By Mick Krever, CNN
Nelson Mandela did not “create the culture” that ended apartheid, a fellow freedom fighter told CNN’s Christiane Amanpour on Friday, but he carried the cause to success than anyone else could have.
“People somehow make it sound that he was ‘Mister Nice Guy’ who brought us all together and got rid of hatred in our hearts and led our country to freedom,” Albie Sachs said. “It just wasn’t like that at all.”
“He was at the crest of a popular wave; something very deep in our society,” he said. “And he articulated more beautifully – with more exquisite dignity and precision and a mixture of great gravitas with lots of humor – something that we were all aching of, and ultimately we achieved in our new constitution.”
Sachs was in the 1960s one of the many white South Africans who not hated apartheid, but struggled against it, often at great cost.
He worked with Mandela in the 1960s, and then spent six painstaking years with Mandela drafting a constitution that would become the cornerstone of the new South Africa.
Mandela later appointed him to the Constitutional Court of South Africa.
“Like so many South Africans, we met through the struggle,” he said.
Sachs led “a group of four young white people to sit on benches marked ‘non-whites only’ in the general post office in Cape Town.”
He was himself a political prisoner, where he was subjected to torture, and he lost an arm and sight in one eye when he was the victim of a car bomb while in exile in Mozambique.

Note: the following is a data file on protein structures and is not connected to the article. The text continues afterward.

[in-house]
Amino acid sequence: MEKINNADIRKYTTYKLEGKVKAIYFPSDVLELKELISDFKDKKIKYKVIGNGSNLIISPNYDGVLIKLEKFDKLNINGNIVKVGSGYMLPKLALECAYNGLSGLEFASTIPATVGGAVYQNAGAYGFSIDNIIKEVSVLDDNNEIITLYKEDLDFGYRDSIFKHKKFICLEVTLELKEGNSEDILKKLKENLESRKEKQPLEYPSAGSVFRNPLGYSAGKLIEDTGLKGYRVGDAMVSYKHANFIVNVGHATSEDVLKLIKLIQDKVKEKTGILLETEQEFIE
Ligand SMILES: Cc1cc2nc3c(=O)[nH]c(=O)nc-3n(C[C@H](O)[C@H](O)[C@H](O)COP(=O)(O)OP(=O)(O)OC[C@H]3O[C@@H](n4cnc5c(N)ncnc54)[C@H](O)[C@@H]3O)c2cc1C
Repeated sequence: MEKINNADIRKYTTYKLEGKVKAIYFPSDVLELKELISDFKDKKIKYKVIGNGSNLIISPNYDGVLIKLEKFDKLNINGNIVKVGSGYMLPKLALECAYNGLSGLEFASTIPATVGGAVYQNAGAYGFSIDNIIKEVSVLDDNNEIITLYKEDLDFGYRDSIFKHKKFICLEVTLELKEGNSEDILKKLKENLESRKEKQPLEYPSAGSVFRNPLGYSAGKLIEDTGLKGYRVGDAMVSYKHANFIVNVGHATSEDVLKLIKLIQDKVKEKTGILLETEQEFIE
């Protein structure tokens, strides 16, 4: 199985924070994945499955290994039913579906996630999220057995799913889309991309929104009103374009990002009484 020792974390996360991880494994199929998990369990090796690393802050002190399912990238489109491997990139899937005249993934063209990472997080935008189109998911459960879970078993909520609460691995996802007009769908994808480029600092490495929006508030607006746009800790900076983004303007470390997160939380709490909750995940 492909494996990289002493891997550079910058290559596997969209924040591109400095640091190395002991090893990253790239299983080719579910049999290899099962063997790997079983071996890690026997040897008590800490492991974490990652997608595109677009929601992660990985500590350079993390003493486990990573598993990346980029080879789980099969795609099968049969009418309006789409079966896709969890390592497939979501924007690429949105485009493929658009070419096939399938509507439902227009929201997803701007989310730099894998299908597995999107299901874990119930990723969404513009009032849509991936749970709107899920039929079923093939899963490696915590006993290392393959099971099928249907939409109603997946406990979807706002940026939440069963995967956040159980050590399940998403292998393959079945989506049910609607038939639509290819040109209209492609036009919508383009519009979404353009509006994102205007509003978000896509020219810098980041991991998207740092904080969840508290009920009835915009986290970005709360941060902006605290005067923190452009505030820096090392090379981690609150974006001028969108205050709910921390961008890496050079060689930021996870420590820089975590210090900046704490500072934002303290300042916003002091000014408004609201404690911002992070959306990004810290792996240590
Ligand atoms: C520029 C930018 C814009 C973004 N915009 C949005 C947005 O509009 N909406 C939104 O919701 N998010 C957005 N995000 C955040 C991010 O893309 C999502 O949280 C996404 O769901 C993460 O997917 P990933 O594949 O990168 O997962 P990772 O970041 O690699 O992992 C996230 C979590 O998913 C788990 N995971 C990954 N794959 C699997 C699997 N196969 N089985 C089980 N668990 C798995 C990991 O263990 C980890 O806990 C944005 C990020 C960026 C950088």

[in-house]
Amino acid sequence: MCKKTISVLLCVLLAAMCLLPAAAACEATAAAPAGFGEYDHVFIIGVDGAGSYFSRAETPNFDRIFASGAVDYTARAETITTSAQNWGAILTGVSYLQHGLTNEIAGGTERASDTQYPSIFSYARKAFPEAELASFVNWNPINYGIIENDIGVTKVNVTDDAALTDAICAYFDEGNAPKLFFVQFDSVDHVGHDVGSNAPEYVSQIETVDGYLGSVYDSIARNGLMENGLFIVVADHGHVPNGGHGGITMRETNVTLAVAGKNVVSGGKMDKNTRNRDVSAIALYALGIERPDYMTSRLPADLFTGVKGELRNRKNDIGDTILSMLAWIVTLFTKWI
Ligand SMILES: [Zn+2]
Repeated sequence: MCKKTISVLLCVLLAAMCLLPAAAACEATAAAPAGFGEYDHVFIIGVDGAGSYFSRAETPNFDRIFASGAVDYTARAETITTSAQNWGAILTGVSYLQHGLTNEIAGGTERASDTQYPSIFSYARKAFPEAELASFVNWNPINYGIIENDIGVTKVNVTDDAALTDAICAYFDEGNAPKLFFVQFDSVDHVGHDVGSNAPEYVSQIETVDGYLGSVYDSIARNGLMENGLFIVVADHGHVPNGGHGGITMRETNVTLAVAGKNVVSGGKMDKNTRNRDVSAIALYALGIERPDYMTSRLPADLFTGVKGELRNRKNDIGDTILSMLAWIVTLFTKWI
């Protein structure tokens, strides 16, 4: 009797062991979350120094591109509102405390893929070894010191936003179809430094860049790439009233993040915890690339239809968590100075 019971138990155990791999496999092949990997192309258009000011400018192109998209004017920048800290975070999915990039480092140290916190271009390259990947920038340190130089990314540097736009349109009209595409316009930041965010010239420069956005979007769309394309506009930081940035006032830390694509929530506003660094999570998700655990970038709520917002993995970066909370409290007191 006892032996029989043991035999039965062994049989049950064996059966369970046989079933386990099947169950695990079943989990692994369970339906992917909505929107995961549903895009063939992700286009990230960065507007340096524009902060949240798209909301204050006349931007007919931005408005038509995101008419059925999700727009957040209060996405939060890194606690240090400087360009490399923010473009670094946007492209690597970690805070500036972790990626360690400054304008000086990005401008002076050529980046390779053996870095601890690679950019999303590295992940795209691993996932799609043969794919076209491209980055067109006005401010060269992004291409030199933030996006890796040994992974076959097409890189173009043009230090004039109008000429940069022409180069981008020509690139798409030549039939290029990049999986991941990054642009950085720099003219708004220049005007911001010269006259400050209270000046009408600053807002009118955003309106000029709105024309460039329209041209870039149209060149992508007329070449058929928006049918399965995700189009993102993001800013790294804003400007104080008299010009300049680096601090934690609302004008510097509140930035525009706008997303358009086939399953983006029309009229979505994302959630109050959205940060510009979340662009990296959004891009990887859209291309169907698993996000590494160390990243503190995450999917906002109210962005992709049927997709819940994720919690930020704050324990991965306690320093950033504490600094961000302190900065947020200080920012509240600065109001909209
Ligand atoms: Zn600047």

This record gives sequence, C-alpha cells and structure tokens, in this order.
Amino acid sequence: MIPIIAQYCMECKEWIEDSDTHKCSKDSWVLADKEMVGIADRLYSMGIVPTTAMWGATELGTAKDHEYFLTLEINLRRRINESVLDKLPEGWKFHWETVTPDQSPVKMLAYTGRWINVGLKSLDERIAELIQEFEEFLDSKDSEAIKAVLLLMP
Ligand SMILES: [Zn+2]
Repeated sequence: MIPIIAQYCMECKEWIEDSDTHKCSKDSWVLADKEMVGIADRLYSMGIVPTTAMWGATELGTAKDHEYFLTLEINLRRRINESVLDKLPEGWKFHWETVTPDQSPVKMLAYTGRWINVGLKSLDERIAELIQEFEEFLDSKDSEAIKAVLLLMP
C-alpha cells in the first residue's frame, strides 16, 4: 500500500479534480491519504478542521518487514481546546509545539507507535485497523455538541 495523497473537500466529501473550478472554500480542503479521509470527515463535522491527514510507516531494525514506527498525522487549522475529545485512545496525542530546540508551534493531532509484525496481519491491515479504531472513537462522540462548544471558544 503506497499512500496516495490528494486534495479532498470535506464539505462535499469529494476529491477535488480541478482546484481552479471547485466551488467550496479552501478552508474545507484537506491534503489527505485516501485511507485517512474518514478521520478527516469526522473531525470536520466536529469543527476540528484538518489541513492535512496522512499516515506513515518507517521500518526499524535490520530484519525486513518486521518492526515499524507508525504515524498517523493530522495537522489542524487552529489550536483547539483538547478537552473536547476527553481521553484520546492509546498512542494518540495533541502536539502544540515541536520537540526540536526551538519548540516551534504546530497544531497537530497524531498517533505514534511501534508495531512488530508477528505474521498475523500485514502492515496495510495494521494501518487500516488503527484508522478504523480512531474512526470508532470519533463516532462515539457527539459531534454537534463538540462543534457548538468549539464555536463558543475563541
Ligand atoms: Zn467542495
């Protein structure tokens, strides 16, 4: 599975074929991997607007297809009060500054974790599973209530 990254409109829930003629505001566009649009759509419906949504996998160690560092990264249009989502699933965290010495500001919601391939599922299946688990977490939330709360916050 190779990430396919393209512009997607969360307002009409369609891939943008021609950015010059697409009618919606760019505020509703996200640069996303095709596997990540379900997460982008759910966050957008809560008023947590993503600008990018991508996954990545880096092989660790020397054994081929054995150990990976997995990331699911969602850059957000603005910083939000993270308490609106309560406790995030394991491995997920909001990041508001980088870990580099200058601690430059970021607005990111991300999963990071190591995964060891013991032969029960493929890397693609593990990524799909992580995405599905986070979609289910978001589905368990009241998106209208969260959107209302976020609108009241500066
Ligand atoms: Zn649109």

“The hardest moments for me, in fact, were interrogation, sleep deprivation, collapsing on the floor,” he said.
“The bomb was terrible; I lost an arm, but it was only an arm,” he said. “They tried to kill me and I survived, and I felt somehow immune.”
Years later, when Mandela approached the apartheid government about negotiating an end to white minority rule, Sachs was there.
“It wasn't just the wonderful Mandela meeting the wise [former President F.W.] de Klerk, sitting around the table and doing a deal,” he said. “We had breakdowns; we have roving mass action; there were massacres.”
But they never lost sight of the end goal: A South Africa where everyone could live together.
“We had to look into each other's eyes. We had to understand each other very well. And we finally, we got this very comprehensive constitution that's held up as a model to the world.”
Yes, South Africa has problems, he allowed, and no, the constitution alone is not solving those problems.
“But it's giving us a foundation for doing that,” he said. “The constitutional court is there; we have a very free press, a lively media; we have strong civil society, political parties that engaged with each other, elections that are free and fair.”
Those institutions live “beyond Mandela,” he said.
Now, as the world comes to grips with the reality that Mandela has died, South African solidarity is higher than ever.
It is bolstered, he said, by the “thousands and millions” for strove for freedom, of which he was “just part.”
“I think it's that solidarity that's expressing itself today, this evening in South Africa, where people are celebrating and dancing and singing when, in other parts of the world they might be with tears and dressed in black.”
“South Africans are expressing a sense of joy that we are in a country that produced Nelson Mandela, who's become a hero to the whole world.”